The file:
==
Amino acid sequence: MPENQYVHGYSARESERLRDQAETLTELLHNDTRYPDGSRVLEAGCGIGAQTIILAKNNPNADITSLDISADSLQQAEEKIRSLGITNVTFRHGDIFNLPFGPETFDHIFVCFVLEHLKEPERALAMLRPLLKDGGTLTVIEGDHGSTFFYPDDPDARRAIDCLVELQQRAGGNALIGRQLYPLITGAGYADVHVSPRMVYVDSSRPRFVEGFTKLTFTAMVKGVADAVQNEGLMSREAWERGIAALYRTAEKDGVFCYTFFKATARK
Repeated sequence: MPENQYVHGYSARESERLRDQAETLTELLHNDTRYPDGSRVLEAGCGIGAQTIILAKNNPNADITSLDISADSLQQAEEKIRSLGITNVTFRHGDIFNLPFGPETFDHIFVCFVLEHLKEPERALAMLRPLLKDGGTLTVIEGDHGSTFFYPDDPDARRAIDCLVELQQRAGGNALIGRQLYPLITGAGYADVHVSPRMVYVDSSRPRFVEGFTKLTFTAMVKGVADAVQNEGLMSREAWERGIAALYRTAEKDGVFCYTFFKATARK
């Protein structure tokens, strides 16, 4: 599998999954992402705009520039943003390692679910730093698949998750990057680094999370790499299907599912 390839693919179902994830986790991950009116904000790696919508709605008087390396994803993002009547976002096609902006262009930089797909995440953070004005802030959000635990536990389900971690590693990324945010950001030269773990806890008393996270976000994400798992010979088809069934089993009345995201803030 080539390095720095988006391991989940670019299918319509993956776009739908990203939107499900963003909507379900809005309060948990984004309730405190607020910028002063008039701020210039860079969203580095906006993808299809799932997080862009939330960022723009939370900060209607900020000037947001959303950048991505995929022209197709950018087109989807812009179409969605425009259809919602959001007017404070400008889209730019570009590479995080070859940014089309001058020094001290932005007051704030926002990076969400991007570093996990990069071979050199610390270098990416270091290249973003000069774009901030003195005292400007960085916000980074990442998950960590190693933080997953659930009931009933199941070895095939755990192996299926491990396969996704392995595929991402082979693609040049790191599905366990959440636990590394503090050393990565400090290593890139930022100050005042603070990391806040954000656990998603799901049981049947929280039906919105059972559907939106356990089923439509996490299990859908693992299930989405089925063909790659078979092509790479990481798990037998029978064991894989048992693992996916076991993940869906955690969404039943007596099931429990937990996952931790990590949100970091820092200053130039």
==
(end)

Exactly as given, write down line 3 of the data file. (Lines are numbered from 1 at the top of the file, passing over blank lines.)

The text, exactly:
């Protein structure tokens, strides 16, 4: 599998999954992402705009520039943003390692679910730093698949998750990057680094999370790499299907599912 390839693919179902994830986790991950009116904000790696919508709605008087390396994803993002009547976002096609902006262009930089797909995440953070004005802030959000635990536990389900971690590693990324945010950001030269773990806890008393996270976000994400798992010979088809069934089993009345995201803030 080539390095720095988006391991989940670019299918319509993956776009739908990203939107499900963003909507379900809005309060948990984004309730405190607020910028002063008039701020210039860079969203580095906006993808299809799932997080862009939330960022723009939370900060209607900020000037947001959303950048991505995929022209197709950018087109989807812009179409969605425009259809919602959001007017404070400008889209730019570009590479995080070859940014089309001058020094001290932005007051704030926002990076969400991007570093996990990069071979050199610390270098990416270091290249973003000069774009901030003195005292400007960085916000980074990442998950960590190693933080997953659930009931009933199941070895095939755990192996299926491990396969996704392995595929991402082979693609040049790191599905366990959440636990590394503090050393990565400090290593890139930022100050005042603070990391806040954000656990998603799901049981049947929280039906919105059972559907939106356990089923439509996490299990859908693992299930989405089925063909790659078979092509790479990481798990037998029978064991894989048992693992996916076991993940869906955690969404039943007596099931429990937990996952931790990590949100970091820092200053130039």